What doth it profit a Republican to gain the Supreme Court, and lose the world in a megalomaniac’s nuclear war?
There is no fair and balanced way to say this. The acceptance speech Donald Trump gave at the Republican convention Thursday night was the most frightening piece of demagoguery I’ve ever heard in politics.
Over the course of his 75-minute oration (one pundit called it “Castro size”) Trump gave America a front row seat on the spectacle that mesmerized Republicans during the primaries.
Sure, he stripped out the epithets and stuck to the prepared remarks on the teleprompter, but the performance was marked by the same incendiary rhetoric, conflated facts and dog whistle clichés –– let’s start with law & order –– that have characterized his whole campaign.
He promised at the outset to present the facts “plainly and honestly” –– “We cannot afford to be so politically correct anymore” drew the first standing ovation. –– “and share with you my plan of action for America.”
He did neither. His solutions for a complex array of world problems boil down to one thing: Elect Me!
• “I will outline reforms to add millions of new jobs and trillions in new wealth that can be used to rebuild America.”
• “I will restore law and order in our country.”
• “I will work to ensure that all of our kids are treated equally, and protected equally.”
• “I will work with, and appoint, the best prosecutors and law enforcement officials.”
• “I will ask myself: does this make life better for young Americans in Baltimore, Chicago, Detroit, Ferguson.”
• “I will do everything in my power to protect our LGBT citizens from the violence and oppression of a hateful foreign ideology.”
• “I have made billions of dollars in business making deals – now I’m going to make our country rich again.”
• “We are going to build a great border wall to stop illegal immigration, to stop the gangs and the violence, and to stop the drugs from pouring into our country.”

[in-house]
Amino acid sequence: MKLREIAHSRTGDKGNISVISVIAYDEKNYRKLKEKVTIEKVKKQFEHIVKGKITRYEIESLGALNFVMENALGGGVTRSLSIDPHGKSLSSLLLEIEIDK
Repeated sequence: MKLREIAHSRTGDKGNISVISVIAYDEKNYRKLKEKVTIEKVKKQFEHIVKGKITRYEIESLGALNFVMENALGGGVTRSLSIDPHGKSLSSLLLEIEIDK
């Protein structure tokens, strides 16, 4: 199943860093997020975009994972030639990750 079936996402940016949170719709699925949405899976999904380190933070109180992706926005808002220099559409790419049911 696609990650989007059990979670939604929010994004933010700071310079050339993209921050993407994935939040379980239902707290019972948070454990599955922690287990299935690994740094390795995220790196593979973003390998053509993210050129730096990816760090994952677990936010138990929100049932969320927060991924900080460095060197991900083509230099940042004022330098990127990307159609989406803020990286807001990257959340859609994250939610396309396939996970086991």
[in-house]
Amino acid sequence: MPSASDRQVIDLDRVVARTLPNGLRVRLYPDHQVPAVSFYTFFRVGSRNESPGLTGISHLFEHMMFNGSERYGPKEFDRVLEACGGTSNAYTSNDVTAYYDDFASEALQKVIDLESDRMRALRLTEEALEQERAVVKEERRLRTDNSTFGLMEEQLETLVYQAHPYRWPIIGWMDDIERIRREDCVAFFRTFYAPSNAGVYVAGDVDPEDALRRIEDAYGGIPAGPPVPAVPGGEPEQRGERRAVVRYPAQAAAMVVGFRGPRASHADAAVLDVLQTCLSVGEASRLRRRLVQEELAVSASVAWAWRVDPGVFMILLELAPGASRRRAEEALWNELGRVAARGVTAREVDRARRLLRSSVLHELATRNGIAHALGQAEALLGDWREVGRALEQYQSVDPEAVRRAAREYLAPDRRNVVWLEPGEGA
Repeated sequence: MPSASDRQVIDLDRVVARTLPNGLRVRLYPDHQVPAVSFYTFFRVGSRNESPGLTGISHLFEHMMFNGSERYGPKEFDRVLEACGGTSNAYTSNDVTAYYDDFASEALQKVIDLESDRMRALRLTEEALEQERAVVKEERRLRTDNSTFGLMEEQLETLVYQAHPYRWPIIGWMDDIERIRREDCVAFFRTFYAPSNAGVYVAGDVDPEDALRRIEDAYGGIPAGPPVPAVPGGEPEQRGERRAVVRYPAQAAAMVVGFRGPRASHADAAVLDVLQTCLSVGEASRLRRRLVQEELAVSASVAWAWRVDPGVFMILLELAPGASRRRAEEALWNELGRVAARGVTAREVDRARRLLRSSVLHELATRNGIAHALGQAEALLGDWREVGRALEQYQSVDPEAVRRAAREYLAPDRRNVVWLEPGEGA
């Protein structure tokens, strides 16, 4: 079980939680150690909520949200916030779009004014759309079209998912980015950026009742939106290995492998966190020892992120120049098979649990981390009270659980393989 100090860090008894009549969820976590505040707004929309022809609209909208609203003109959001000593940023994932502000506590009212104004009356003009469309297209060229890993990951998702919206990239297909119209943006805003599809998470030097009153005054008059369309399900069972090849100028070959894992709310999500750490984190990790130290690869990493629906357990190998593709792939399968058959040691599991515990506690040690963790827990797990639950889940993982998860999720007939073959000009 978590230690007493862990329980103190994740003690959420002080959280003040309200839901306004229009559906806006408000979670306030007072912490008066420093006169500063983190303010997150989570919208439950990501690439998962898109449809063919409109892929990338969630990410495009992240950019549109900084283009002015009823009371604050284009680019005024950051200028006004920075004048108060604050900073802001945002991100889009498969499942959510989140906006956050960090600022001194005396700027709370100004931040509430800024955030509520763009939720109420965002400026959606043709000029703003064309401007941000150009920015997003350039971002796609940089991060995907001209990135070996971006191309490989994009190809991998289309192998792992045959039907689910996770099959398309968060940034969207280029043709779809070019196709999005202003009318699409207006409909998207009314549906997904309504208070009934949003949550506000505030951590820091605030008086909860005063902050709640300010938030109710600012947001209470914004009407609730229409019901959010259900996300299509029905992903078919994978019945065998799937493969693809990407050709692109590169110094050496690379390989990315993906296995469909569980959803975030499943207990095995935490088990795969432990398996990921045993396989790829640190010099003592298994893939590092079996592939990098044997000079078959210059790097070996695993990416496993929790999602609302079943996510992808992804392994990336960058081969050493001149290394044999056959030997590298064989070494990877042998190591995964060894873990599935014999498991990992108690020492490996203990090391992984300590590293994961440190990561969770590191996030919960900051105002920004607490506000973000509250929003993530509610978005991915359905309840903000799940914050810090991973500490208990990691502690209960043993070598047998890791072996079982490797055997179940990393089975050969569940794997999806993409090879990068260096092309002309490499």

• “We are going to be considerate and compassionate to everyone.”
• “I am going to turn our bad trade agreements into great ones.”
• “I am going to bring our jobs back to Ohio and Pennsylvania and Michigan and all of America.”
• “I am not going to let companies move to other countries.”
• “We are going to lift the restrictions on the production of American energy.”
• “We will build the roads, highways, bridges, tunnels, airports, and the railways of tomorrow.”
• “We will rescue kids from failing schools by helping their parents send them to a safe school of their choice.”
• “We will repeal and replace disastrous Obamacare.”
• “We will fix TSA at the airports!”
• “We will completely rebuild our depleted military.”
• “We will take care of our great veterans like they have never been taken care of before.”
• “I am going to work very hard to protect free speech for all Americans.”
• “I have proposed the largest tax reduction of any candidate who has declared for the presidential race this year.”
• “We are going to start winning again.”
Sounds okay. But how? Consider just a few examples.
• “I will work with, and appoint, the best prosecutors and law enforcement officials.” Trump’s pledge to be the law and order candidate is predicated on his claim there is a rising tide of crime in America’s cities.* But the prosecutors, police and court officials who deal with it every day are chosen on the local, county and state level. Overwhelmingly, they support some form of gun control. Trump does not.
• “I have proposed the largest tax reduction of any candidate.” True, but it is heavy on corporate tax reductions, light on tax relief for the middle class, and will add $10 trillion to our national debt over the next 10 years, according to the Center on Budget & Policy Priorities. This is a 50% increase over the current $19 trillion debt, which Trump considers out of control.
• “We will rescue kids from failing schools.” This might be hard given Trump’s pledge to eliminate the Department of Education.
• “I will ask myself: does this make life better for young Americans in Baltimore, Chicago, Detroit, Ferguson.” How about going there to ask them?
• “We will build the roads, highways, bridges, tunnels, airports, and the railways of tomorrow.” Good idea. Try selling it to a Republican Congress.
• “I am going to work very hard to protect free speech for all Americans.” This coming from a man who petulantly bans reporters from his rallies and advocates strengthening libel laws so he can more easily sue news outlets that publish critical stories about him.